The Devon tax increment district tax grab sailed through the City Council with only one vote in opposition (Ward 5 Brian Waters). The representative from my ward, Meg Salyer voted “yes”. Not a promising start, from my viewpoint I guess. She also hasn’t quite gotten into the routine of responding to consituents letters. Being on the council requires a steep learning curve, hopefully she will get around to that.
According to the Oklahoma Gazette, our public schools will lose more than $100 million in tax revenue as part of this deal over the next 25 years. The library system and public health department will also lose revenue.
The Oklahoma City School Board was not consulted about this decision, nor were the boards of the libraries and other public entities that will lose money on the deal. Their representatives gave approval without a public debate on the merits.
Devon Energy was quite clear on the deal. No TIF district, No Devon Tower. Thus we see their commitment to Oklahoma City. Sure, they like this town, so long as they get to dictate the use of the tax money their project will pay. Nice work if you can get it, but it is only available to the rich and powerful.
Tax increment financing is one of the newer tools in the on-going growth of corporate welfare. The yadda yadda yadda is that “these projects are great, they will boost tax revenue, create jobs,” yadda yadda yadda. Well, I’d like to see the signed contract obligating Devon to supply all these great results. Also, an agreement that they will never be bought out by a larger corporation and moved to Houston, leaving us with a big empty albatross of a building.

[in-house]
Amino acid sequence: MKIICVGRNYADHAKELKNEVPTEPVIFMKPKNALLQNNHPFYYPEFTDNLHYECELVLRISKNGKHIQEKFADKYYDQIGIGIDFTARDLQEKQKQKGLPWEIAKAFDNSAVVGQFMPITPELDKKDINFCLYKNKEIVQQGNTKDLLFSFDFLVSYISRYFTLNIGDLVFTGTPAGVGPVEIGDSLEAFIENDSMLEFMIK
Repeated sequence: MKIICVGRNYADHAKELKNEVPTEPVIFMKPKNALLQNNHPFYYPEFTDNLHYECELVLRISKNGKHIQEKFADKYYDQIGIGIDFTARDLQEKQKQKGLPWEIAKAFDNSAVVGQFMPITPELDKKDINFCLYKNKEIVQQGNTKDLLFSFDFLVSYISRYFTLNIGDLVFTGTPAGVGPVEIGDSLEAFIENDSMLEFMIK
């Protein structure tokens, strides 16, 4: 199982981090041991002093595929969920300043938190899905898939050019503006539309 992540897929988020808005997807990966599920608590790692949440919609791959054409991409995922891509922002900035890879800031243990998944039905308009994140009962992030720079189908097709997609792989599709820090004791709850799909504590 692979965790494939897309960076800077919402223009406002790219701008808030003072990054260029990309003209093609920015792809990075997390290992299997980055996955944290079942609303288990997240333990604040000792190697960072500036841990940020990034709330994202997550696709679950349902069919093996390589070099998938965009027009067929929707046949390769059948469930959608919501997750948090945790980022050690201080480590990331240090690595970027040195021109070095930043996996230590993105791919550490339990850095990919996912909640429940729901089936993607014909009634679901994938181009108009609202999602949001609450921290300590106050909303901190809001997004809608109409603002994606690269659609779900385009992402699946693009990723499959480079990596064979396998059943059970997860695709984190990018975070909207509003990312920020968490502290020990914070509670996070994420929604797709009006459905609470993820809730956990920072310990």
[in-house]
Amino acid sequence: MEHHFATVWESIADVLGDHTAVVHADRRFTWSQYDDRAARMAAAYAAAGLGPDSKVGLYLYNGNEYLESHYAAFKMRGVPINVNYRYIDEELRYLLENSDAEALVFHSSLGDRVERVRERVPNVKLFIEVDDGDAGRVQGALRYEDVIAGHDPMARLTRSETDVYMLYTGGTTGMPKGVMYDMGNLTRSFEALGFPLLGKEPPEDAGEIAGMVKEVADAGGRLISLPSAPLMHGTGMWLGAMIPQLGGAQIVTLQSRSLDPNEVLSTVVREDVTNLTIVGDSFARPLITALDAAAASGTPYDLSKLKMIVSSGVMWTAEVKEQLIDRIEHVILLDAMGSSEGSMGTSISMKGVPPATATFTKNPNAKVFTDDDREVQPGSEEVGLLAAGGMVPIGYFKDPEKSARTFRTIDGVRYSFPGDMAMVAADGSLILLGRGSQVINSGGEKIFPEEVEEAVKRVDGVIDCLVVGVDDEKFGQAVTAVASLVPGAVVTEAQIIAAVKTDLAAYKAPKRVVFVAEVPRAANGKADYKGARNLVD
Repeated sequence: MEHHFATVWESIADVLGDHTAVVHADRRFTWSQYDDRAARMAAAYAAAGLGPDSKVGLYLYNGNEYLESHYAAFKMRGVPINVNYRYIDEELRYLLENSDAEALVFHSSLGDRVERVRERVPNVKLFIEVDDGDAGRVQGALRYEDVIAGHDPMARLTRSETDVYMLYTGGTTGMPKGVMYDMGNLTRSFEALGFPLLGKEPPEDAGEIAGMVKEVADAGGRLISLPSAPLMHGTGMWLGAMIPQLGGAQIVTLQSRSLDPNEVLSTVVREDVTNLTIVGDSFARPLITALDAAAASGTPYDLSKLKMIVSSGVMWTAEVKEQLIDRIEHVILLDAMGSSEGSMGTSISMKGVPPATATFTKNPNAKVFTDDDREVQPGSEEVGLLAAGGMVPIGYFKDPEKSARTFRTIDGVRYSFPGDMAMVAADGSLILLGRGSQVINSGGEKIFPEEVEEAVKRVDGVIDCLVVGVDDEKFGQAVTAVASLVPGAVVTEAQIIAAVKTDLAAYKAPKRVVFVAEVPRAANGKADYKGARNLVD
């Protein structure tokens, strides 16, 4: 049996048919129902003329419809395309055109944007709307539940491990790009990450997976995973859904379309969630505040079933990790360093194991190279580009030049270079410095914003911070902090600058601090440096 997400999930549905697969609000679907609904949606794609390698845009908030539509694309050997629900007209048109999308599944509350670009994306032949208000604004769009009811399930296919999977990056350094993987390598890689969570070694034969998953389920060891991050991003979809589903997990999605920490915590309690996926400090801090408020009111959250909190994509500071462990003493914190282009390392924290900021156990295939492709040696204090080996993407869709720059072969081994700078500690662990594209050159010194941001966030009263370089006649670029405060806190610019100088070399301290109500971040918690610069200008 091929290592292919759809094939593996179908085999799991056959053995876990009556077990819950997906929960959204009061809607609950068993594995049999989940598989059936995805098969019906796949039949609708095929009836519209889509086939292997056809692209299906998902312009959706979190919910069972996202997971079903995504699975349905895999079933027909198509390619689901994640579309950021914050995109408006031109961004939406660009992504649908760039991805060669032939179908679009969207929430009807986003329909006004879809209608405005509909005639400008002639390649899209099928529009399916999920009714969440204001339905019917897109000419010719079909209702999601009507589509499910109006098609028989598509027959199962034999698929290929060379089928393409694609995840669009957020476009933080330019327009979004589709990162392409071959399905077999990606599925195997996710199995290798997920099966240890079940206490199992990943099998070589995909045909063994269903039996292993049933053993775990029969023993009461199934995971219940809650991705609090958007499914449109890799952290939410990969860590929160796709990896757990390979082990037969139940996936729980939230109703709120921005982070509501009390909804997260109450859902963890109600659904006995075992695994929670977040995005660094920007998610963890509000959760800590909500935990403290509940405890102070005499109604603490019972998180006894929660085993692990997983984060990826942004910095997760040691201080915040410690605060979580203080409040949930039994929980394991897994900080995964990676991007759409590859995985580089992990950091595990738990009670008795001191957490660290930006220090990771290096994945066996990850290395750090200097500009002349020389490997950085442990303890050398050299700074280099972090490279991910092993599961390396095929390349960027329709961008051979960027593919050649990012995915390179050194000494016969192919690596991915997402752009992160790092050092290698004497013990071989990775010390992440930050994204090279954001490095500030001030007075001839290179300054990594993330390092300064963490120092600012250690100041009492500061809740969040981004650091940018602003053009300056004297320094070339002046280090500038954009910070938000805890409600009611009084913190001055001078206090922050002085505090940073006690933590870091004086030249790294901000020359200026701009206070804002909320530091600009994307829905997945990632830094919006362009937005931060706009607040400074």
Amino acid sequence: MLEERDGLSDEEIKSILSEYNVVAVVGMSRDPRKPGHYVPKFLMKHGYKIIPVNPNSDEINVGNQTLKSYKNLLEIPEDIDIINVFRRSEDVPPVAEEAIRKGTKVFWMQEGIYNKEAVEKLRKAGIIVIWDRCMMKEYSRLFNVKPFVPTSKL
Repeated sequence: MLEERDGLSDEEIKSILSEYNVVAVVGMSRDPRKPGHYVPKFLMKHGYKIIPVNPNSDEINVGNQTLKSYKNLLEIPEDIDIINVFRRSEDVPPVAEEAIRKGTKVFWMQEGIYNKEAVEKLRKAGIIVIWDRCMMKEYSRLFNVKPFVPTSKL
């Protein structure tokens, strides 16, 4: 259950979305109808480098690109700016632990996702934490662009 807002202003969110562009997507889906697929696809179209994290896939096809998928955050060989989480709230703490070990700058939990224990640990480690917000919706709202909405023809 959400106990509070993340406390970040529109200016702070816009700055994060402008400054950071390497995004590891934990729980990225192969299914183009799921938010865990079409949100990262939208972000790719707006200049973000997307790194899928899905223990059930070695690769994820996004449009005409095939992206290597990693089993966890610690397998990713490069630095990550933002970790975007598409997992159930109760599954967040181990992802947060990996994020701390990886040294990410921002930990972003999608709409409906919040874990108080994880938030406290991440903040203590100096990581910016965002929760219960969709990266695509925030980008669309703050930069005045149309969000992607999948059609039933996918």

This is not without risks for the taxpayers. As I understand their plans, they intend to issue bonds to spend this money right away, to be paid for by the property taxes levied on this building. That makes a lot of assumptions about the economy over the next 25 years. As we are in the leading edge of the Second Great Depression, it doesn’t seem particularly prudent right now to incur such a large debt on the speculation that there will be the money to pay it. Oklahoma is littered with the grand buildings of former energy companies that once were on the top of the energy heap, but are now only records in the filing cabinets in Houston and elsewhere of the corporations that bought them. In the event of a default, we could find ourselves stuck with large property tax increases to pay for all this largesse, at a time when few if any of us could afford the increase.
This demand for control over these tax revenues says a lot about the character of the principals at Devon Energy, as well as the character of our local political leaders who rushed this deal to approval. Instead of being willing to be treated like all other taxpayers, Devon demands special treatment. And they’re getting it. We obviously have the best local government our economic elite can buy.
For a supposedly conservative state, we sure do have a lot of “socialism for the rich”. Our mayor, allegedly the most conservative mayor in the United States, has never seen a welfare for the rich check he wasn’t eager to sign and the City Council seems disposed to go along with the various schemes.
Let’s all raise an appropriate salute to Devon president Larry Nichols, the newest Corporate Welfare Queen of the State of Oklahoma.